American Experience
Reflections Reflections

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An Adventuresome ChildGrowing Up in LansingHead of the ClassA BraggadocioA MissionaryStreet WitHarlem DemonstrationReaching a Broad AudienceDriving Around HarlemA Synthesis of Roles

Ossie Davis
A Missionary

Malcolm, as I said before, had created a lot of excitement in the black community, but also we were aware or felt that it was somewhat dangerous to be too closely associated to Malcolm. He was saying some pretty rough things, particularly about whites. And those of us who wanted to keep peace with the white world -- some of us, you know, had our jobs out in the white community -- we didn't really want to get too close to Malcolm. Also you must remember that in the '50s, during the "redbaiting" period, everybody had learned to be a little wary of everybody else; ten-foot poles was the style of the social intercourse in those days. But I did have friends who asked me, "Hey man, we saw pictures of you and Ruby with Malcolm X, what's that all about?" And we couldn't answer. We talked to our brother-in-law, but he wasn't a scholar, he just knew Malcolm and admired him greatly. And we had gone to the mosque, to the restaurant at the mosque, and had met him for lunch and discussed various things and were impressed with him. And we'd ask him questions and we said, "Hey a lot of people, you know, want to know what you really are about, but they're afraid to come to the restaurant or to the mosque, but they're still curious." And he jumped at that, nothing pleased him more than going out to proselytize and to convert. He was a missionary of the first order and any opportunity he had to talk to anybody; he grabbed it.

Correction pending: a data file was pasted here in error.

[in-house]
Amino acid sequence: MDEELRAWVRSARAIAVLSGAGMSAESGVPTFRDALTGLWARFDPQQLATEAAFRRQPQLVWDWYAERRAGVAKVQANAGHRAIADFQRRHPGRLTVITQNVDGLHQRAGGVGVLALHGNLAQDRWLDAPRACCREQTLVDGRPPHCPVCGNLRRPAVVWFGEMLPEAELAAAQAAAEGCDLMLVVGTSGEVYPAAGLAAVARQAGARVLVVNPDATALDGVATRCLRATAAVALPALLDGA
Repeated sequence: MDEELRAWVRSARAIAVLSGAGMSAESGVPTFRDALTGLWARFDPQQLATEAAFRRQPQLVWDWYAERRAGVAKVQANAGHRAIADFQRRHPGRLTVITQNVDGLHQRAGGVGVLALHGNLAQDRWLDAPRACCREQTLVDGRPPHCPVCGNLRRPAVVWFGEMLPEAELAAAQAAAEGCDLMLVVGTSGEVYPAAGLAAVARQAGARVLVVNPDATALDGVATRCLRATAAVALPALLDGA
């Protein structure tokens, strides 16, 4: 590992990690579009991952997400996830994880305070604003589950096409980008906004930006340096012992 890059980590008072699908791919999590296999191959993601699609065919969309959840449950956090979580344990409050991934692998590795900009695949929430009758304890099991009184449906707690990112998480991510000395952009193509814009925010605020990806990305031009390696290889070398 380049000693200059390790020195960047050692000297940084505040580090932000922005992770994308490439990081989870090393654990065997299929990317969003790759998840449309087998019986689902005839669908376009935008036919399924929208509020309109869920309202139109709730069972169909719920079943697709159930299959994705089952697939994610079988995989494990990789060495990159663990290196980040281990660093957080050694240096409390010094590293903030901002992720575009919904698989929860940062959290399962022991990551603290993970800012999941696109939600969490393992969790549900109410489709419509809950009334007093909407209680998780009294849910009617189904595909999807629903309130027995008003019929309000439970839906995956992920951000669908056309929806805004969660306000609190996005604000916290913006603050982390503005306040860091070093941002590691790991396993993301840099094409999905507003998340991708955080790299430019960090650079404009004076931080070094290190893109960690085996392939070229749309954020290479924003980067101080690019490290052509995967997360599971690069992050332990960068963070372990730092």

Malcolm X: Make It Plain American Experience PBS